executive impact

Cultural lessons in housing and construction

17 Comments
By Mike De Jong for EURObiZ Japan

One can gain many insights from one’s chosen profession, including valuable lessons about a foreign culture. Eric De Groot has learned much about his adopted country during his 25 years in Japan’s construction and building materials industry, including a notion he calls “semi-permanence”.

“The built environment is treated much differently in Japanese culture than in the West,” says De Groot, president of spray foam insulation manufacturer Icynene Asia-Pacific and member of the EBC Construction Committee. “Buildings here are meant to serve the people who use them and have no — or very little — sentimental or intrinsic value on their own. Once their usefulness no longer justifies their upkeep, they are replaced.”

The reason for this is that the Japanese have historically used wood for building — making homes and other structures that are vulnerable to earthquakes, typhoons, floods and fires. It’s one reason that, even today, Japanese homes have a shorter lifespan than those in places such as Europe, where many last hundreds of years.

“The way it’s expressed today in the housing industry is that you look at the average life cycle of a house being 25 years — basically, from brand new to zero value,” says De Groot. “It’s completely opposite to the way most [Western] people think about what should happen in housing values. An older house, if maintained, should increase in value. It’s completely counter-intuitive to the way people think about real estate value.”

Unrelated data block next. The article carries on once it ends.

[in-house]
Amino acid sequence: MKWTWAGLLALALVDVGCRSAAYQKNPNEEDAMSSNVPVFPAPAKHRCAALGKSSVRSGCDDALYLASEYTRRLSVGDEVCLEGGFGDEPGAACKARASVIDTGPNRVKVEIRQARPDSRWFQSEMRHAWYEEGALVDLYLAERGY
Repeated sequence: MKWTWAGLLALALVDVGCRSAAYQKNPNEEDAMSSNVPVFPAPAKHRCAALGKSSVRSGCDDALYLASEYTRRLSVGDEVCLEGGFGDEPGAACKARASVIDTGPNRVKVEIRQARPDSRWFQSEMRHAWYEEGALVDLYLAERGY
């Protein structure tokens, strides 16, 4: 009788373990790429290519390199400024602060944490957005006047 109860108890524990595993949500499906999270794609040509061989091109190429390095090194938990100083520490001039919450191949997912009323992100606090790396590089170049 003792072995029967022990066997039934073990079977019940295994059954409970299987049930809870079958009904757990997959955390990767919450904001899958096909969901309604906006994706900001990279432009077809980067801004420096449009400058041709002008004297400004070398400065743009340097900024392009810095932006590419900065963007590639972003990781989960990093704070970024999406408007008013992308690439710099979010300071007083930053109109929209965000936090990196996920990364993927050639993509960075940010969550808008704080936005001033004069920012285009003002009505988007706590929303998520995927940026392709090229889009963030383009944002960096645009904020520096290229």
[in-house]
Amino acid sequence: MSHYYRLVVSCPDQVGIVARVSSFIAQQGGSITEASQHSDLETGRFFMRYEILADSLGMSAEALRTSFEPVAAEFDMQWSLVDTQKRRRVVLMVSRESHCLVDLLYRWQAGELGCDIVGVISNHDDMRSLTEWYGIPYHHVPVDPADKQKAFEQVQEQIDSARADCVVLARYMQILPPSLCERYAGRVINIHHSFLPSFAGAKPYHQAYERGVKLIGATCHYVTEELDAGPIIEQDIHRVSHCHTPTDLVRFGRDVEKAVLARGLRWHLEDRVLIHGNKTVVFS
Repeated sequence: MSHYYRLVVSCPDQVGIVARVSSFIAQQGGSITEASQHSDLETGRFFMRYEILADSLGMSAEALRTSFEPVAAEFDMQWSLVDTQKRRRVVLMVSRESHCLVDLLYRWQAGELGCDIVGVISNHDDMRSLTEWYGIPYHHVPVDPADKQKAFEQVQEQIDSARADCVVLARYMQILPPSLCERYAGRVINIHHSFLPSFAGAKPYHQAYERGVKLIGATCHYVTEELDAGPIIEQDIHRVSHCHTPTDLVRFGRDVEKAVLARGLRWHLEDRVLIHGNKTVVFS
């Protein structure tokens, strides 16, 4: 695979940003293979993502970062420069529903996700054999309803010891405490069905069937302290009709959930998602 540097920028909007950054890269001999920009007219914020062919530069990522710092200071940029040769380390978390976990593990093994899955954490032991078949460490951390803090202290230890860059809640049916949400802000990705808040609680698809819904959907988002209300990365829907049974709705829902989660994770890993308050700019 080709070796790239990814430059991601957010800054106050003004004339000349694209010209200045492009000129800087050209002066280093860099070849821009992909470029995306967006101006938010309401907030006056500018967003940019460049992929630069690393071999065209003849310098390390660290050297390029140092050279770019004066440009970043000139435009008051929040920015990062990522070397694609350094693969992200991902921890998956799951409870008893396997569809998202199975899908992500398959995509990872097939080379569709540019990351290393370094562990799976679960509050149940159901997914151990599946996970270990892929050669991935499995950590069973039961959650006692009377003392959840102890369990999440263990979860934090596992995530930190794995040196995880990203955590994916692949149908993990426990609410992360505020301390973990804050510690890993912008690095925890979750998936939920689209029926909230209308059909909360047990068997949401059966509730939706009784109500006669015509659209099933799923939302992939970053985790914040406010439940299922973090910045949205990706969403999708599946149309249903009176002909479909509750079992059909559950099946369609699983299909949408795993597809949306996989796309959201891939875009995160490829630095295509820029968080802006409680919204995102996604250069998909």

De Groot does add that many Japanese are now realising the waste of constant rebuilding. And the government is also promoting construction of longer-lasting structures, including the notion of the “100-year house”. But the vast majority of new homes are still of the low-cost variety, or what De Groot calls “put it up now and we’ll worry about what it’s worth down the line”.

“I don’t think the thought that buildings are not permanent was a part of their culture,” De Groot adds, “but it certainly became part of their experience, which then informed the culture. Culture is really shaped by the environment. So much of the [Japanese] attitude to housing — and to buildings in general — is because of the environment they live in.”

A Canadian who traces his European roots to his Belgian grandfather and English grandmother, De Groot arrived in Japan during the bubble era of the mid-1980s. After briefly working for a foreign trade office and a Canadian lumber exporting group, he moved over to Forbo, the Swiss commercial flooring giant, in 2003. After a decade there, he switched to his current firm in January of this year.

As one of the few non-Japanese employed in Japan’s notoriously conservative, hierarchical and insular construction and housing industry, De Groot credits his success in finding a niche. His current firm was the first to make light-density polyurethane spray foam for insulation — now used in 7% of all new housing starts in Japan. With the Japanese government focusing on reducing energy wasted in poorly insulated buildings — and mandating that every home be insulated by 2020 — De Groot senses a real opportunity for Icynene’s products.

He advises newcomers looking for success in Japan to find a similar route.

“I’m endlessly fascinated by the challenges of marketing foreign products in Japan — and of how and why some products are wildly successful here. Others find a comfortable and profitable niche far off anyone’s radar [especially the radar of giant local rivals who could destroy them with a wave of the hand]. And others crash and burn in spectacular fashion,” he says.